It is here that I developed good insight on how local government policies, regional infrastructure, economic and social directions as well as district master plans could impact the future value of real estate. My deep involvement in One-North’s conceptualisation and its execution from Day 1 till the completion of Phase 1 Biopolis, Fusionopolis and Vista Xchange required me to push the boundaries of existing typologies in Singapore. It gave me the valuable opportunity to examine innovative larger-scale developments in major cities around the world and collaborate with many talents in real estate and the creative and knowledge industries. It was this rare experience in JTC that accorded me the motivation to pursue a PhD in Architecture and Urbanism with the prestigious Architectural Association School of Architecture in London, and subsequently, join Asia’s leading real estate developer Ascendas-Singbridge.
- The stint at one of the top regional companies, where I honed my skills from the previous three phases to create lasting value.
I was very blessed to be a part of Ascendas-Singbridge. I was its senior vice president of design and planning of global operation and concurrently, its chief development officer in charge of the development as well as the operational aspects (including profit and loss) of a 35-hectare business park development in Dalian, China. I subsequently became its group chief development planning officer as well as deputy chief real estate development officer, overseeing both the design and planning strategy and land acquisition and development feasibility strategy.
In my last lap with Ascendas-Singbridge, before joining Kimen, I was its executive vice president of special projects, launching a new business unit, Bridge+, focusing on driving value through flexible workplace and community strategies. My stint of more than 10 years with Ascendas-Singbridge was the most intense phase of my career, playing multiple roles concurrently, and covering a wide geographical spread across different cultures. I constantly toggled between building single-use projects and various mixed-use ones, as well as those of different sizes – from the total renovation of an office tower to the development of a 10sqkm mixed-use district. The role required me to constantly negotiate between real estate operations, commercial returns and design innovation.
Ascendas-Singbridge offered me the most valuable platform to amalgamate all the lessons and experiences I gained from my three earlier career phases and challenged me to balance the different interests of real estate operations, commercial returns and design innovation. I consider it an extended boot camp in preparation for my return to the Kimen Group, my family business.
To be able to bring such diverse and dynamic experiences back to serve Kimen is a blessing. The entire trajectory of my career path has been sprinkled with many mentors and collaborators who sharpened my sense and sensibility for a wide variety of projects of differing scales and types with commercial rigour. Kimen is a new phase of my career, a platform for me to realise my passion towards creating exceptional real estate through critical design thinking and processes.
I personally look forward to expanding the real estate arm of Kimen with a strong collaboration culture, growing with our partners, customers and people. We hope to further this to the next level, that is with landowners who may not have the know-how to unlock the value of their land and, through the process, benefit both parties. My vision is for Kimen to become a quality boutique firm that consistently develops projects that will not only bring exceptional value to our investors and buyers, but also contribute to the local communities that they, and the planning authorities, will be proud of.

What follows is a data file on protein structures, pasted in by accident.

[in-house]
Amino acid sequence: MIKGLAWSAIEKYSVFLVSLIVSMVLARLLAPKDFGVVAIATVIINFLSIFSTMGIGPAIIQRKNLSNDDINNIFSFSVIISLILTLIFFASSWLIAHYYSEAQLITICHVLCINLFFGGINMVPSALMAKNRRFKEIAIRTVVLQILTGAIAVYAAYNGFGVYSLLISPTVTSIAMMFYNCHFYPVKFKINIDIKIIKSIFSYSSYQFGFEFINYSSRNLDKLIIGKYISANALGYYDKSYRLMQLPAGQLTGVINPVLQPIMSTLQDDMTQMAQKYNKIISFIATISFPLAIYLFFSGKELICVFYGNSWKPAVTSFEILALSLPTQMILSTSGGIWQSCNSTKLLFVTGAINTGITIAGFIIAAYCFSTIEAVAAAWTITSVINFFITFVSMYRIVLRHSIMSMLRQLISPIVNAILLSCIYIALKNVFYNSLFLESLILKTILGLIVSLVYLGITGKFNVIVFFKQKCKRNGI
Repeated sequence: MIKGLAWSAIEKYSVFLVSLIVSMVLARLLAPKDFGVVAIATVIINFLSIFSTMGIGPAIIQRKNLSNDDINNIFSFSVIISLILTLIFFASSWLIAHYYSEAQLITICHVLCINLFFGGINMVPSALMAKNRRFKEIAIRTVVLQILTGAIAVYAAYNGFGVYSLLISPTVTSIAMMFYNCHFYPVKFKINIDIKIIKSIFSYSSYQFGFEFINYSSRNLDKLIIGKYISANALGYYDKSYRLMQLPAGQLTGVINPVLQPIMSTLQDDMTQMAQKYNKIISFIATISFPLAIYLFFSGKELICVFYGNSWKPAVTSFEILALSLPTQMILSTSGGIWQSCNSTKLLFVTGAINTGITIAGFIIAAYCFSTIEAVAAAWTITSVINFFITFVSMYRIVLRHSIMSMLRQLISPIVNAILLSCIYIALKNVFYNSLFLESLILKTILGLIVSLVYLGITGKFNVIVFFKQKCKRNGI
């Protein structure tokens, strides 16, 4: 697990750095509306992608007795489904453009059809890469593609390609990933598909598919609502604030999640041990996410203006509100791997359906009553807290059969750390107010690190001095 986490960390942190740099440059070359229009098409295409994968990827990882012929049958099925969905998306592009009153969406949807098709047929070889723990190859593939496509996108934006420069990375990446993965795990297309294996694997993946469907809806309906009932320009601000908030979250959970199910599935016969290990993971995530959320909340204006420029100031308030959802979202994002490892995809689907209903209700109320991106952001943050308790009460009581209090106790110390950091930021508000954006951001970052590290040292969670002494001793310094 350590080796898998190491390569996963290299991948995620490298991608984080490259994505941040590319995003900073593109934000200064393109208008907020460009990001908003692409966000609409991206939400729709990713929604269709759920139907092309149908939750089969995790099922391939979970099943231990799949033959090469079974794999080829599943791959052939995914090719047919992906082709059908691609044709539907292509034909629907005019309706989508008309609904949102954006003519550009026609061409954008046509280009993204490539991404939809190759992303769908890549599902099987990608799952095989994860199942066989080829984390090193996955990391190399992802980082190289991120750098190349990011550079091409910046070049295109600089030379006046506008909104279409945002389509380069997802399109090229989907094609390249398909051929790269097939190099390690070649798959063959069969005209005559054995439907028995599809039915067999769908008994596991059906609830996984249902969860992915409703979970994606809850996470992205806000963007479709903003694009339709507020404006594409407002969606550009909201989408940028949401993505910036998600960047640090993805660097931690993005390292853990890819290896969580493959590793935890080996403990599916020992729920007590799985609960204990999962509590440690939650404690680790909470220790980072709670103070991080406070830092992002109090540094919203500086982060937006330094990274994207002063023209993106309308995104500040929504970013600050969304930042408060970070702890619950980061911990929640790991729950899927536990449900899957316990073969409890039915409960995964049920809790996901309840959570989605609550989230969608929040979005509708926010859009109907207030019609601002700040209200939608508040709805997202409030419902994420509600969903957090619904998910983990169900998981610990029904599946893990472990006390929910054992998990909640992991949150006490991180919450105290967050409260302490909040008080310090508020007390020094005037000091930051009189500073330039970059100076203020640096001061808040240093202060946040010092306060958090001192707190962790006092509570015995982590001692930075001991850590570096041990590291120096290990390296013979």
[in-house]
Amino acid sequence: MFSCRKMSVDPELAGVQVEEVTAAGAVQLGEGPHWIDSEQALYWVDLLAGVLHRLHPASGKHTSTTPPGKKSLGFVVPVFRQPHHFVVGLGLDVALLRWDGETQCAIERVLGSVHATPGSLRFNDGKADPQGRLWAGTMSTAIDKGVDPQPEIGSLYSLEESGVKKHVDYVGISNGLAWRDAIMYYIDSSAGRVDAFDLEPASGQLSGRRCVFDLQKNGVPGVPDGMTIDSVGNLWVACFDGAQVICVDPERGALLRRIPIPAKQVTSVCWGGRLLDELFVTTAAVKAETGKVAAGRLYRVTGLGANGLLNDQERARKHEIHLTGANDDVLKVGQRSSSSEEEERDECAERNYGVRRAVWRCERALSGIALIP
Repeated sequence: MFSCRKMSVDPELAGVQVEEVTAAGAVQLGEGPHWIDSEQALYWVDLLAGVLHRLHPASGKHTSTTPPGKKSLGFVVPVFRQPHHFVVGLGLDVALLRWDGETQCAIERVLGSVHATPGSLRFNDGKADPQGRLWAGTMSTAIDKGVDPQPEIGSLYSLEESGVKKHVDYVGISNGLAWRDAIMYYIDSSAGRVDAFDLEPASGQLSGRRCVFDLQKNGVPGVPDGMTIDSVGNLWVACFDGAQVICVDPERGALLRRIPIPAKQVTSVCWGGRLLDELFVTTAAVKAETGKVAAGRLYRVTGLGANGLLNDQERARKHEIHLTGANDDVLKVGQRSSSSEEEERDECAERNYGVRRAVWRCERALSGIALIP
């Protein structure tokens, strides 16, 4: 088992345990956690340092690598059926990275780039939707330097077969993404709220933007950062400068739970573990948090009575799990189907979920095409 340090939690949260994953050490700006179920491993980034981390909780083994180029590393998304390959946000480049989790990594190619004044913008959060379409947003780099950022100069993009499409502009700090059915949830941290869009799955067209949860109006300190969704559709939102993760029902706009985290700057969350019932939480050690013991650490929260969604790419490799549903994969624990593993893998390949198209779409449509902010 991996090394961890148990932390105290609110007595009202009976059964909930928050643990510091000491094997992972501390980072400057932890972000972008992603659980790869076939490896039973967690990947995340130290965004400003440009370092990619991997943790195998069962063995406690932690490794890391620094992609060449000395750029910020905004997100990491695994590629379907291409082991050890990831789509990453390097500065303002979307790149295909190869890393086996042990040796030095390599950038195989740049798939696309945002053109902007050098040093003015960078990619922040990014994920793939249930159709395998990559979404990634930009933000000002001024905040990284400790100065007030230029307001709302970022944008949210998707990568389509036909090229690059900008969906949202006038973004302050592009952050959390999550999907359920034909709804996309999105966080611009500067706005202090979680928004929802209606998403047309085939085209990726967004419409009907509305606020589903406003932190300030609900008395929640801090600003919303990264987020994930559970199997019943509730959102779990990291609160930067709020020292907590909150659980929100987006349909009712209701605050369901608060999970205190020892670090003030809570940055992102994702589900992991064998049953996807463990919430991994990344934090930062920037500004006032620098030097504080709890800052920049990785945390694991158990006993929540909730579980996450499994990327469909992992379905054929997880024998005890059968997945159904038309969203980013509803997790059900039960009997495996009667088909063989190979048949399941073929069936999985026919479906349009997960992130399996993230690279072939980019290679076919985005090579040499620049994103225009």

Which three designers, from the past or present, do you most admire? Why? What are your three favourite buildings in SE Asia?
I would like to answer these two questions together as they are closely linked. There is much to learn from architects of the past and present. Their design thinking resonates with me to a large extent. In many ways, Kimen’s projects uncover the unique values of real estate by embracing the design philosophies of these architects too. I have also picked designers with buildings beyond SE Asia as I believe good architecture is not confined by geography, but rather, by its design response to the singularities of geographical context.
- Louis Khan | Yale University Art Gallery
To the Estonian-born American, architecture is the thoughtful making of places and spaces, where its design can and should simultaneously reveal the story of their building and unfold the singularity of the inherent quality of space, nature and living. I am attracted to Kahn’s masterful use of light, his clarity of the various functions of space, his attention to construction details and embracing all these to bring about a unique sense of a place that is functional, filled with the awe of nature and material, and most of all, a poetic sense of harmony that forms the spirit of his architecture.
One of my favourite quotes of his is, “I believe that what was has always been, and what is has always been, and what will be has always been.” I interpret it to mean that good building requires the designer and developer to put their egos aside to create spaces that would serve social and commercial aspirations of today, and to inspire the same for tomorrow.
My favourite project by Khan is the Yale University Art Gallery in the US, one of the great buildings in the history of modern architecture that possesses unassumed simplicity and, at first glance, is not iconic at all. I’m moved by the way natural and artificial light is used to bring about a great sense of serenity when one moves around the gallery, and how the light enhances the framed view of the art pieces. The gallery also has a highly flexible inner space that enables the curation of different art exhibitions, made possible through the deep thinking of how the construction system and modules could be simple, yet flexible. Light, materiality and well-thought-out details all come together to create a beautiful and versatile place that embraces not only the primary function of the space, but also brings out its soulful elegance that inspires users even more.